Hedvika Kuchařová – Radim Vondráček
Cenzura náboženských obrazových materiálů ve dvacátých a třicátých letech 19. století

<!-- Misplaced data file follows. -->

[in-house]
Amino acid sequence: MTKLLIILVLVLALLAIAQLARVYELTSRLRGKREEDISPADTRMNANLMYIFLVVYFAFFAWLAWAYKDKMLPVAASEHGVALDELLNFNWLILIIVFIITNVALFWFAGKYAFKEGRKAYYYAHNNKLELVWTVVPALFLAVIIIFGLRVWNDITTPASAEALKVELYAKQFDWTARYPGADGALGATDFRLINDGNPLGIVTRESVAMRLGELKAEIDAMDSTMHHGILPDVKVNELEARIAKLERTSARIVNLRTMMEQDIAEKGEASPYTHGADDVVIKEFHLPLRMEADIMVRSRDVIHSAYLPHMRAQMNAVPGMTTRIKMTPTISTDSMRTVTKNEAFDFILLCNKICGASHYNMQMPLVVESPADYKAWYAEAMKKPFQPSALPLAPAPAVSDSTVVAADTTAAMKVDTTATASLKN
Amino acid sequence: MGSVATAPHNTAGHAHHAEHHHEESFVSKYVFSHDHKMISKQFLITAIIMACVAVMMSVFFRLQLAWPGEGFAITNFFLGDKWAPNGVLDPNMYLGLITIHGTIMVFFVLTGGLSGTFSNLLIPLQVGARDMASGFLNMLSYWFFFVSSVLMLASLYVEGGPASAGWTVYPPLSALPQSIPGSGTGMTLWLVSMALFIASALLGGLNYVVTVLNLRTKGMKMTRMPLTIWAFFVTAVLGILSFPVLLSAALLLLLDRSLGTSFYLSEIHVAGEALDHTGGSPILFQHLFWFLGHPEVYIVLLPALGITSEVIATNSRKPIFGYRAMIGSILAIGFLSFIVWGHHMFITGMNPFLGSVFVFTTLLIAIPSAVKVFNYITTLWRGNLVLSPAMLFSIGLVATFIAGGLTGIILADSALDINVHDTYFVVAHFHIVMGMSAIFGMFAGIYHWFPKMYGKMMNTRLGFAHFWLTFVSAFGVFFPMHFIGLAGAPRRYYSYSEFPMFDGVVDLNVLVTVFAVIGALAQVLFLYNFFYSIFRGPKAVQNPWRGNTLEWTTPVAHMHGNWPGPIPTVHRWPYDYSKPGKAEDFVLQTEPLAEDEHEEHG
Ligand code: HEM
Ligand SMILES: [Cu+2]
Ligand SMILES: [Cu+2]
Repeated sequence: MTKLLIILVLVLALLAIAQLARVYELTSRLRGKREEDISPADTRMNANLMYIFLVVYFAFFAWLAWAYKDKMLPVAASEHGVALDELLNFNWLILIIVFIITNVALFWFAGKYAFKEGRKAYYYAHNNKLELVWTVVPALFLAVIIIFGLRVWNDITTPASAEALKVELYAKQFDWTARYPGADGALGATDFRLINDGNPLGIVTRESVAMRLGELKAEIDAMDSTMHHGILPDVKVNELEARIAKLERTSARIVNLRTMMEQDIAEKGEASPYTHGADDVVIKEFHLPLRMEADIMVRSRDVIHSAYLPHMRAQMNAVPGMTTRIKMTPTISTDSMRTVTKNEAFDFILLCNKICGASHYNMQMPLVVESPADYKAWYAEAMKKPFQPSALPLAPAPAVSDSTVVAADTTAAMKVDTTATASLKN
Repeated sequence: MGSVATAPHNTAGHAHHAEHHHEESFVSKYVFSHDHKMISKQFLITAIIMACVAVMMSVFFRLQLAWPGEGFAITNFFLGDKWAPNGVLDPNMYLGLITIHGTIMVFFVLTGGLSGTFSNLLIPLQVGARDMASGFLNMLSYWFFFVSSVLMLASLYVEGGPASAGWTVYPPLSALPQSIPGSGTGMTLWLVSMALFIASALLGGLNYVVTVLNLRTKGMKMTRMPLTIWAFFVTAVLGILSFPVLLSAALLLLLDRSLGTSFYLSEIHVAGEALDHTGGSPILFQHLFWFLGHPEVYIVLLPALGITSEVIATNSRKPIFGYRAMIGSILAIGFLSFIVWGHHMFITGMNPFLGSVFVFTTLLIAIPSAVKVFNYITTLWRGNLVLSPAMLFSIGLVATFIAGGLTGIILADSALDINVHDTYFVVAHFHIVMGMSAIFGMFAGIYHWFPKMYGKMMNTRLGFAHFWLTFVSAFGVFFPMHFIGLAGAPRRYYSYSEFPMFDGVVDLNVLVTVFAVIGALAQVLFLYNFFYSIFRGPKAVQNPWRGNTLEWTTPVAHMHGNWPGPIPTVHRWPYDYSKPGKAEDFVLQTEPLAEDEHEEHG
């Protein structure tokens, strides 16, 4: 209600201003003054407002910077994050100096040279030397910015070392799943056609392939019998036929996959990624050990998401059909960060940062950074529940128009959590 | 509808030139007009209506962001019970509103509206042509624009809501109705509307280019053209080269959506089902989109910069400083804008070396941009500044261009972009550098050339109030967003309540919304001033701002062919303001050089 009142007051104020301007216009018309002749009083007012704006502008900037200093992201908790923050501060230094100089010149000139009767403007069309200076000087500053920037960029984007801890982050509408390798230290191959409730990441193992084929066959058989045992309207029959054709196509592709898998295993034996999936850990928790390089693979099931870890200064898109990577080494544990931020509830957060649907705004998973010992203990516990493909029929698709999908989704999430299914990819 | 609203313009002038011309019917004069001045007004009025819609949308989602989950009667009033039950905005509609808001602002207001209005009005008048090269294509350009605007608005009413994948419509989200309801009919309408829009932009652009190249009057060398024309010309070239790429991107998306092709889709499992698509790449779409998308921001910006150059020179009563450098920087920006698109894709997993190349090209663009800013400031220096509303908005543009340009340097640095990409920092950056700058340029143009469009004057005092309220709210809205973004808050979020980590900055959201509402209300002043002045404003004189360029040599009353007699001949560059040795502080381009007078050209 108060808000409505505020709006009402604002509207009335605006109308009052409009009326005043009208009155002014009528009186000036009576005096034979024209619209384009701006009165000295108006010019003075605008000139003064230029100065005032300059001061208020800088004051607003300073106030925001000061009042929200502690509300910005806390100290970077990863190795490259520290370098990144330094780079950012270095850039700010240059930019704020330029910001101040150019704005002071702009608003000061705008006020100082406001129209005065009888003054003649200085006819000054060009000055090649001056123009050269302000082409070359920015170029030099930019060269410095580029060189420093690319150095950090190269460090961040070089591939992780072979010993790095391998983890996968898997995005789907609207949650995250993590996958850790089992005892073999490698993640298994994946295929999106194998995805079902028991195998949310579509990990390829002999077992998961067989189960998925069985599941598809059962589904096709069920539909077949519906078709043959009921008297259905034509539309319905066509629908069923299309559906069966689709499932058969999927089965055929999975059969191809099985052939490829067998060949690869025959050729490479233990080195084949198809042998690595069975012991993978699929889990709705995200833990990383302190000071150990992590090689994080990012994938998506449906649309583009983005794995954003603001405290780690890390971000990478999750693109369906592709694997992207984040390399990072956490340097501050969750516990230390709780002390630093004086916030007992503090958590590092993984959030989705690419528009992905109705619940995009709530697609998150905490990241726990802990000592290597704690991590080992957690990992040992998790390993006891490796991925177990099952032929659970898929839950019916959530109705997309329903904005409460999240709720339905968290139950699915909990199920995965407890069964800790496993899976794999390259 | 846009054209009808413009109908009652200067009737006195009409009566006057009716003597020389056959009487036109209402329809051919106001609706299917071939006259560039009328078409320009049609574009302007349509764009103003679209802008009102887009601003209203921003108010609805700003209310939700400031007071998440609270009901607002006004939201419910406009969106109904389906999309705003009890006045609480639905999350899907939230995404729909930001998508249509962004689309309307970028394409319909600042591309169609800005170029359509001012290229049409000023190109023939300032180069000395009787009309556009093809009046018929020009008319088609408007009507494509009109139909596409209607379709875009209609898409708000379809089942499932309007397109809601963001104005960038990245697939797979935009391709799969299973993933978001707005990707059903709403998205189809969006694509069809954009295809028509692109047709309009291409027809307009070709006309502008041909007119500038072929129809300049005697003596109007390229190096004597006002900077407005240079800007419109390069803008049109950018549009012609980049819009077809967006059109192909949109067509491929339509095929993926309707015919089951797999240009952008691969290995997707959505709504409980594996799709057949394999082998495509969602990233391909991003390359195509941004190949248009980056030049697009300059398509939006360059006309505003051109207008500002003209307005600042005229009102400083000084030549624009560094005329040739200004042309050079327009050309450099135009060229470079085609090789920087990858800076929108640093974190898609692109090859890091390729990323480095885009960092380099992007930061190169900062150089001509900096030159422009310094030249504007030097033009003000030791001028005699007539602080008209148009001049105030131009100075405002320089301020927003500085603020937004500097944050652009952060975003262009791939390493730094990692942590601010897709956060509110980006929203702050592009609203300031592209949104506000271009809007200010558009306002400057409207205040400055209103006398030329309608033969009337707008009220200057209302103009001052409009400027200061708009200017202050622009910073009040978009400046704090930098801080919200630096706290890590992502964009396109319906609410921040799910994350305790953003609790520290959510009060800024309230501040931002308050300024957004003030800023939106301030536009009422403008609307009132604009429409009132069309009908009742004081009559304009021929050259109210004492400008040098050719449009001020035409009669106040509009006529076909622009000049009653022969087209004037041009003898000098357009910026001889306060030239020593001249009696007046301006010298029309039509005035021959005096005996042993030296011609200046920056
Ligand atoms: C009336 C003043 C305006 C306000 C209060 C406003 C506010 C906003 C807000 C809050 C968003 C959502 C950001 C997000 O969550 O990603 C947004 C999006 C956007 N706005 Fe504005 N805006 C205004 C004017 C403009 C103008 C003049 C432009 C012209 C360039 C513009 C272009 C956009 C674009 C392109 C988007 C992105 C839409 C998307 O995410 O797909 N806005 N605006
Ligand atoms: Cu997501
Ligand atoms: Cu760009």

This article presents an analysis of the censorship protocols developed by Jeroným Zeidler (1790-1870), later abbot of Strahov Monastery (from 1834), for illustrated materials when he held the function of censor. The article opens with a summary of the literature on the subject and a description of Zeidler’s work as a censor and of the applicable censorship rules and regulations. This is followed by an analysis of the protocols and an outline of the censorship process from the point of a work’s submission to its publication. The article shows that censorship was applied to a relatively broad range of artistic works, the majority of them religious prints, many of which were intended for sale at pilgrimage sites. Book illustrations and more sophisticated works of art, such as lithographic reproductions of works by the old masters, were also subject to censorship. The protocols affected a very broad circle of sources of artistic works, ranging from the most prestigious lithographic workshop in Bohemia in the 1820s run by Antonín Machek to lithograph and copper-plate printers such as Gottlieb Haase and Václav Hoffmann and many others now forgotten or unknown. Many entries in the protocols were identified and revealed as the works of famed artists (Josef Führich and Antonín Gareis elder) concealed behind the name of the person who submitted them. In his analyses, Zeidler primarily assessed the iconographic accuracy of a work, its thematic balance and its suitability for religious use. His criticisms usually addressed the problem of the ahistorical nature of a scene or concerns about excessive emphasis on sensual aspects and in particular the depiction of nudity. However, the majority of the materials submitted for censorship passed through the process without problems, at most with a demand that a change be made in a text owing to linguistic or factual errors. The censorship protocols extend our knowledge of nineteenth-century publishing and printing practices and the mechanisms of state control they were subjected to. They provide an unusually comprehensive overview of one area of print production, much of which was of an ephemeral nature. They provide an insight into the work of top print workshops of the nineteenth century and of unknown copper-plate printers, and offer particularly variable information on early artistic lithography in Bohemia.